For more great ways to enhance children’s literacy development please look into the training: “Moving Beyond Letter of the Week.” This training and many others can be located on 4C for Children’s online professional development opportunities catalog: http://www.4cforchildren.org/pdo

Are the kids in your care ready for kindergarten?

As of April 1, 2014, my children had 43 days left of this school year. And my Sam who is wrapping up his junior year has 218 school days left to complete high school. I’m not completely sure where the time has gone. It seems as if just yesterday I was putting him on the bus to the first day of kindergarten and next September I will watch him drive away to the first day of his senior year. College seems so overwhelming. If memory serves, kindergarten seemed overwhelming too.

Help the children in your care prepare for kindergarten!

The funny thing is, some of the things that I remember helping Sam think about as we were gearing up for the first day of kindergarten seem to be the same things we are thinking forward to with college.

Everywhere I turn I see ads for kindergarten registration for next school year. As classroom teachers I think it’s important for us to remember that not all families have a comfort level with what getting their child ready for school means. As professionals in the field, we can support our families by sharing some of what we know.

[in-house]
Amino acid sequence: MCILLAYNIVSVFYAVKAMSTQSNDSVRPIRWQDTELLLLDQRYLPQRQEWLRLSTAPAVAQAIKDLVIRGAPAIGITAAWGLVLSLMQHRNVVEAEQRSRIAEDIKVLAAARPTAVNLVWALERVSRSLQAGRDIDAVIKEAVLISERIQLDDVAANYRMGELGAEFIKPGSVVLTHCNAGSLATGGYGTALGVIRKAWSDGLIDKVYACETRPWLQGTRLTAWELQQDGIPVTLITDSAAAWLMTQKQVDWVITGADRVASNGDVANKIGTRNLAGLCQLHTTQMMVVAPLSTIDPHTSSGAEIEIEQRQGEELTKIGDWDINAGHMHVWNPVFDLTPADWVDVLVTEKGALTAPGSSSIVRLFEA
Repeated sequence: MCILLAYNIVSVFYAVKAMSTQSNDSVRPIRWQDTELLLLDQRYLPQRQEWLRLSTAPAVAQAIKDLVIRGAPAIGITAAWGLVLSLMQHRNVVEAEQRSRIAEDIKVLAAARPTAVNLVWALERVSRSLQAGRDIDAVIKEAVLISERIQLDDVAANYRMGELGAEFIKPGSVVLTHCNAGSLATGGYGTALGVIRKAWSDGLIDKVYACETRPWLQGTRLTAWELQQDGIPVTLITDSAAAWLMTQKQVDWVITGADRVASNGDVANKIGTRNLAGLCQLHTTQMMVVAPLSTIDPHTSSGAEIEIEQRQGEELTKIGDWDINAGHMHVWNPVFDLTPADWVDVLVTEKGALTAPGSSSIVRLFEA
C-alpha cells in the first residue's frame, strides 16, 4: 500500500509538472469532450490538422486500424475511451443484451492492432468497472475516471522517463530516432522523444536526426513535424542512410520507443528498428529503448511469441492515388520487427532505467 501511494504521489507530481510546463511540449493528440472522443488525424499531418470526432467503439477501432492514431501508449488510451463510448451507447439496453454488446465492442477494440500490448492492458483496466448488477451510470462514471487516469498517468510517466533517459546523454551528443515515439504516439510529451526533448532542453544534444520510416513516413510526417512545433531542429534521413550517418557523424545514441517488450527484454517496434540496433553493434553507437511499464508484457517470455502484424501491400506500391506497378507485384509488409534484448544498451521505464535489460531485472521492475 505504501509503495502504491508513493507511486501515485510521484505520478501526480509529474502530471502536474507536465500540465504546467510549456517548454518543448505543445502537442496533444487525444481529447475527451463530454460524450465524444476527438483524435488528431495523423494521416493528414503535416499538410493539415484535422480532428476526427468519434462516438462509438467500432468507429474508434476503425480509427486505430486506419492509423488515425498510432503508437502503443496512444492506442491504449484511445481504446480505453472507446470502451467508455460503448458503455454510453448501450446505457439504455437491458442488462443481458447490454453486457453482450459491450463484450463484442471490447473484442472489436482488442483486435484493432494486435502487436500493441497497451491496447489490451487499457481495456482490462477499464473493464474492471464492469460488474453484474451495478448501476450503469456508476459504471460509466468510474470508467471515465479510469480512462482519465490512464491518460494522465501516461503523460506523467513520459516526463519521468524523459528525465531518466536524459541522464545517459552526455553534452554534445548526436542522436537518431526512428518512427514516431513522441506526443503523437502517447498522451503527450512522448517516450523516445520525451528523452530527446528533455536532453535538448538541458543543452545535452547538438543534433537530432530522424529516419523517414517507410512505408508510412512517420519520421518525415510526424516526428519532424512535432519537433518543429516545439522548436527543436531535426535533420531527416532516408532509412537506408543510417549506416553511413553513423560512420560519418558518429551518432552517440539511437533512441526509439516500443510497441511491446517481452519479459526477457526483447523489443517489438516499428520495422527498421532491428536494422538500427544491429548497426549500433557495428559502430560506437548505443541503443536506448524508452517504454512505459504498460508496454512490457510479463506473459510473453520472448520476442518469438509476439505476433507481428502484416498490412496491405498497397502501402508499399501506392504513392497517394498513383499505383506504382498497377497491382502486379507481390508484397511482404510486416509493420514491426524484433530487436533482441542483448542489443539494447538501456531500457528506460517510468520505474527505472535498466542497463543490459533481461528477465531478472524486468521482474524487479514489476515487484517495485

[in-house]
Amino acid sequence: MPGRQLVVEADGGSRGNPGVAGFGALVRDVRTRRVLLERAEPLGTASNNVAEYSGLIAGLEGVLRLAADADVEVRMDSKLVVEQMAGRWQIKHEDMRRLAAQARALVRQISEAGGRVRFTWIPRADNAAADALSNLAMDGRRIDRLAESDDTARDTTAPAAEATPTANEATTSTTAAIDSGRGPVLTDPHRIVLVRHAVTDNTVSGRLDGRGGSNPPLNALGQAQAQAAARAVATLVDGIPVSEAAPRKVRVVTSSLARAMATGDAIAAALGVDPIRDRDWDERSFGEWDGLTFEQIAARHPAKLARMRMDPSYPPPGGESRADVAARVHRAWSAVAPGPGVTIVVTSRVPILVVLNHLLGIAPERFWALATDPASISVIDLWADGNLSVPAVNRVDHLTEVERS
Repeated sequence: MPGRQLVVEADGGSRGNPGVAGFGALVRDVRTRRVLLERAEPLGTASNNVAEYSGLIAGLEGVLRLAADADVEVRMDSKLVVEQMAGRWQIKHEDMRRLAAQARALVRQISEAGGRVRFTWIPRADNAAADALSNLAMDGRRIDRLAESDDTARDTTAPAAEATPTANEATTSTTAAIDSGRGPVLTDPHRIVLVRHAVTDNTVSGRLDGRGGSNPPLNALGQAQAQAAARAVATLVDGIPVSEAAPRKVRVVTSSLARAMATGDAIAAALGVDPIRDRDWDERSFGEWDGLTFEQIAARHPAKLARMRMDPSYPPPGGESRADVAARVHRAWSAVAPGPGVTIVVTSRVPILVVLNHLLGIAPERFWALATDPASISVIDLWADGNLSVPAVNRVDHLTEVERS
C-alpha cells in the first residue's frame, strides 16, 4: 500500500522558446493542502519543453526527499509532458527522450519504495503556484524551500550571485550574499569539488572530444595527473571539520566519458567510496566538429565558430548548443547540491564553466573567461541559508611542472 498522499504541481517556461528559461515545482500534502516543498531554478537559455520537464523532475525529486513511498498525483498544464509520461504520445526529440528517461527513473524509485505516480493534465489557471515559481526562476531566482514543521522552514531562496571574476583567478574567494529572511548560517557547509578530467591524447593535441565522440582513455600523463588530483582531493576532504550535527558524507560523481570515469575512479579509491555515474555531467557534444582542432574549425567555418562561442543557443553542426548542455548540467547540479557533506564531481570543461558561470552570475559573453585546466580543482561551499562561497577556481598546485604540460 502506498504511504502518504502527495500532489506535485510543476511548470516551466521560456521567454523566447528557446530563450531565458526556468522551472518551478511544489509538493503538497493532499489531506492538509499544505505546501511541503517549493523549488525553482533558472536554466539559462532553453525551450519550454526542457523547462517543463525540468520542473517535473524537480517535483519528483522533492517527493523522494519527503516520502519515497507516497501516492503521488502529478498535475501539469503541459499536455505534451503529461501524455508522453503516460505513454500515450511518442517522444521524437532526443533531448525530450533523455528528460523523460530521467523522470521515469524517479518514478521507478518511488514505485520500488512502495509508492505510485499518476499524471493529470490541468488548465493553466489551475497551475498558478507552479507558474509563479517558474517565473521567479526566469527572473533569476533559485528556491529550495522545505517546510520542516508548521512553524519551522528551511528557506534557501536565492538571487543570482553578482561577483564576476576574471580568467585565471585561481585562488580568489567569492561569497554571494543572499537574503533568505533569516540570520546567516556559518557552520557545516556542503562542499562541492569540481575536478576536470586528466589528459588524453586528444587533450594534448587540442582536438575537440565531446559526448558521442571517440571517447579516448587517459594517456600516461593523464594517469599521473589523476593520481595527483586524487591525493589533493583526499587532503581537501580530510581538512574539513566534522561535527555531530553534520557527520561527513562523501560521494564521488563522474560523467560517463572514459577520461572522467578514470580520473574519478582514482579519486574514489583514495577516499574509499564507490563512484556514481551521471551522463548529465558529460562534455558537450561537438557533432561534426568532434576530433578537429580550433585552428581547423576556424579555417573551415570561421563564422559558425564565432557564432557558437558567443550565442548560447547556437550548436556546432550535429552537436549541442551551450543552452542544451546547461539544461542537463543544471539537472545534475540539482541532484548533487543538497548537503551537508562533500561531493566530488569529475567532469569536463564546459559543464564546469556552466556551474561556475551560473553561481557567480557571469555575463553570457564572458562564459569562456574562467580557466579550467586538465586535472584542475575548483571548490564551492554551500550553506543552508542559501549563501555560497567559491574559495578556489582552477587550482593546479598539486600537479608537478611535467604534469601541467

1. Inform: As you hear your families talk about kindergarten registration, and even if you don’t, share information about events that are happening within the community.
  2. Encourage:  Tell families how important visiting their child’s potential school can be. Help them think through questions they may ask and some of the differences that they may see.
  3. Investigate: Ask families where they plan to send their child to kindergarten. Talk about kindergarten in your classroom to help children feel excited about the changes that are coming.
  4. Connect: Sometimes it helps to have a partner along the way. If families are open to sharing information with one another, introduce them to each other so that they can bounce ideas off of one another about things related to kindergarten.
  5. Be positive: Transitions, especially big ones, for both adults and children can feel scary. Help both families and children see the fun possibilities that lie ahead.
  6. Communicate: Talk with other professionals about the skills necessary to help children be and feel successful as they move from preschool to kindergarten. Share those skills with families so they can reinforce them at home.

As I look at the next 251 school days until my Sam transitions to college, I know I have a lot of work ahead of me. It’s really not much different than the work of families preparing children for kindergarten. I need to make sure that Sam and I have the necessary information to choose a good college, just like parents need to choose a good kindergarten. I need to connect with other families who have children at the colleges he is interested in so we can get the scoop on deadlines and fun activities, just like parents who are getting ready to send their children to kindergarten. And most importantly, I need to connect with Sam and his teachers so that I can learn about anything extra I can do at home to support him as he transitions from high school to college.